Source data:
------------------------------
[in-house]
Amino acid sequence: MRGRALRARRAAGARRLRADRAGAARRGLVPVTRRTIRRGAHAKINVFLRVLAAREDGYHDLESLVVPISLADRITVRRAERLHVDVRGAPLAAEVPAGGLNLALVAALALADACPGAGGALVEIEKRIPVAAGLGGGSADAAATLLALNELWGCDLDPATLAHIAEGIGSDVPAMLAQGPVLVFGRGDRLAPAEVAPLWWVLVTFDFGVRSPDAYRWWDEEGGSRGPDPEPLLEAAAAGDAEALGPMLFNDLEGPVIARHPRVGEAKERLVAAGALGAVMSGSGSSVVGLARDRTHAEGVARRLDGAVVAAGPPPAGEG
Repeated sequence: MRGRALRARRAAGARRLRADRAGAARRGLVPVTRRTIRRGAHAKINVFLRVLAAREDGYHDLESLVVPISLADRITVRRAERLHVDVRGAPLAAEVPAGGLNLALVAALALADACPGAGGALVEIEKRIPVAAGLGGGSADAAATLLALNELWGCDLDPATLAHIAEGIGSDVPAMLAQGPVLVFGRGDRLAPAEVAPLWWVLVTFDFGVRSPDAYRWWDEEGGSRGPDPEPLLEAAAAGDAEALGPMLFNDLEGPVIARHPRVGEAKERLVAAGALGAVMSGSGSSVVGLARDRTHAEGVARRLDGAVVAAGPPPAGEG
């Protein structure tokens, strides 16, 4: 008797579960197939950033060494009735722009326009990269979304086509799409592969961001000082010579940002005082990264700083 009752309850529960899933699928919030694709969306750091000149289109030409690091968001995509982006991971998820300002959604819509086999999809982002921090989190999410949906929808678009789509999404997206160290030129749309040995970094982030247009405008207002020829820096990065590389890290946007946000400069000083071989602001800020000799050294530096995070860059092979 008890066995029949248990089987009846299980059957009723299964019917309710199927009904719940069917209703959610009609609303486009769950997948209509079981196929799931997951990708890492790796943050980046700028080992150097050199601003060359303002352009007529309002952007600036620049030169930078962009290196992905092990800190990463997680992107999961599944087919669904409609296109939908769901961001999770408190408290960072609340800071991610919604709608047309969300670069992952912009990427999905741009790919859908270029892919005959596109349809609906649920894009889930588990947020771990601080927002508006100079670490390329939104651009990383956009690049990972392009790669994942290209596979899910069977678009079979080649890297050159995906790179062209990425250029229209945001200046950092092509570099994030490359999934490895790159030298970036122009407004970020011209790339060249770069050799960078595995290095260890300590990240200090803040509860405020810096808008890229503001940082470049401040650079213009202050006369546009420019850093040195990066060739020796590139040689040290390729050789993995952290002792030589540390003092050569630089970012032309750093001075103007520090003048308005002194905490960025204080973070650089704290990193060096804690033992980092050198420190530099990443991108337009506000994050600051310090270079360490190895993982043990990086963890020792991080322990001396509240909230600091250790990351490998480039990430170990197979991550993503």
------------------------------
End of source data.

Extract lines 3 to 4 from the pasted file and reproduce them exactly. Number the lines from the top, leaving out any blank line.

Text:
Repeated sequence: MRGRALRARRAAGARRLRADRAGAARRGLVPVTRRTIRRGAHAKINVFLRVLAAREDGYHDLESLVVPISLADRITVRRAERLHVDVRGAPLAAEVPAGGLNLALVAALALADACPGAGGALVEIEKRIPVAAGLGGGSADAAATLLALNELWGCDLDPATLAHIAEGIGSDVPAMLAQGPVLVFGRGDRLAPAEVAPLWWVLVTFDFGVRSPDAYRWWDEEGGSRGPDPEPLLEAAAAGDAEALGPMLFNDLEGPVIARHPRVGEAKERLVAAGALGAVMSGSGSSVVGLARDRTHAEGVARRLDGAVVAAGPPPAGEG
């Protein structure tokens, strides 16, 4: 008797579960197939950033060494009735722009326009990269979304086509799409592969961001000082010579940002005082990264700083 009752309850529960899933699928919030694709969306750091000149289109030409690091968001995509982006991971998820300002959604819509086999999809982002921090989190999410949906929808678009789509999404997206160290030129749309040995970094982030247009405008207002020829820096990065590389890290946007946000400069000083071989602001800020000799050294530096995070860059092979 008890066995029949248990089987009846299980059957009723299964019917309710199927009904719940069917209703959610009609609303486009769950997948209509079981196929799931997951990708890492790796943050980046700028080992150097050199601003060359303002352009007529309002952007600036620049030169930078962009290196992905092990800190990463997680992107999961599944087919669904409609296109939908769901961001999770408190408290960072609340800071991610919604709608047309969300670069992952912009990427999905741009790919859908270029892919005959596109349809609906649920894009889930588990947020771990601080927002508006100079670490390329939104651009990383956009690049990972392009790669994942290209596979899910069977678009079979080649890297050159995906790179062209990425250029229209945001200046950092092509570099994030490359999934490895790159030298970036122009407004970020011209790339060249770069050799960078595995290095260890300590990240200090803040509860405020810096808008890229503001940082470049401040650079213009202050006369546009420019850093040195990066060739020796590139040689040290390729050789993995952290002792030589540390003092050569630089970012032309750093001075103007520090003048308005002194905490960025204080973070650089704290990193060096804690033992980092050198420190530099990443991108337009506000994050600051310090270079360490190895993982043990990086963890020792991080322990001396509240909230600091250790990351490998480039990430170990197979991550993503």